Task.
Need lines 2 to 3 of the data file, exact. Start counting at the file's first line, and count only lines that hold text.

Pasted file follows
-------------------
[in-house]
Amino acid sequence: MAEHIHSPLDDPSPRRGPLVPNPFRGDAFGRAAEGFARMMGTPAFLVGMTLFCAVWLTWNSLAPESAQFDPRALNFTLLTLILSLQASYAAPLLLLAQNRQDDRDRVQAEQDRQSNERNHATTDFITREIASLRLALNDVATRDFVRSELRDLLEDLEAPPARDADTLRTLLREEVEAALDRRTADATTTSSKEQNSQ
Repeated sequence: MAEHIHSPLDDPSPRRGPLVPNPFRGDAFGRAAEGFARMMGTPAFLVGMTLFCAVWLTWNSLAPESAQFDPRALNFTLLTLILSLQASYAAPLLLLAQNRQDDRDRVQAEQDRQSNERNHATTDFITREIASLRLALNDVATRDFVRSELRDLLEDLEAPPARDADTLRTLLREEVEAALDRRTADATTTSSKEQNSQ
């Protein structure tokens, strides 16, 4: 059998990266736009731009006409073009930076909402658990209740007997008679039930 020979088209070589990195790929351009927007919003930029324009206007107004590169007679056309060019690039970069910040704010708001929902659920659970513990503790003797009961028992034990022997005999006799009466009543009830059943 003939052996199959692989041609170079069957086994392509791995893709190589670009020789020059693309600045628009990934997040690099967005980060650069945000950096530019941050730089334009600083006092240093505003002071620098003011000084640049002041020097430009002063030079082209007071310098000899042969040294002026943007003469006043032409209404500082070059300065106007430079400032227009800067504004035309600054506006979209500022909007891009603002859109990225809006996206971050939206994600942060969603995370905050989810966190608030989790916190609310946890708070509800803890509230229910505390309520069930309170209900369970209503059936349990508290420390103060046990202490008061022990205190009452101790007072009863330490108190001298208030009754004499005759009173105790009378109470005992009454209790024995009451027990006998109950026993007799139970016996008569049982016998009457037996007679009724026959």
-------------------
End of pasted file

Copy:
Amino acid sequence: MAEHIHSPLDDPSPRRGPLVPNPFRGDAFGRAAEGFARMMGTPAFLVGMTLFCAVWLTWNSLAPESAQFDPRALNFTLLTLILSLQASYAAPLLLLAQNRQDDRDRVQAEQDRQSNERNHATTDFITREIASLRLALNDVATRDFVRSELRDLLEDLEAPPARDADTLRTLLREEVEAALDRRTADATTTSSKEQNSQ
Repeated sequence: MAEHIHSPLDDPSPRRGPLVPNPFRGDAFGRAAEGFARMMGTPAFLVGMTLFCAVWLTWNSLAPESAQFDPRALNFTLLTLILSLQASYAAPLLLLAQNRQDDRDRVQAEQDRQSNERNHATTDFITREIASLRLALNDVATRDFVRSELRDLLEDLEAPPARDADTLRTLLREEVEAALDRRTADATTTSSKEQNSQ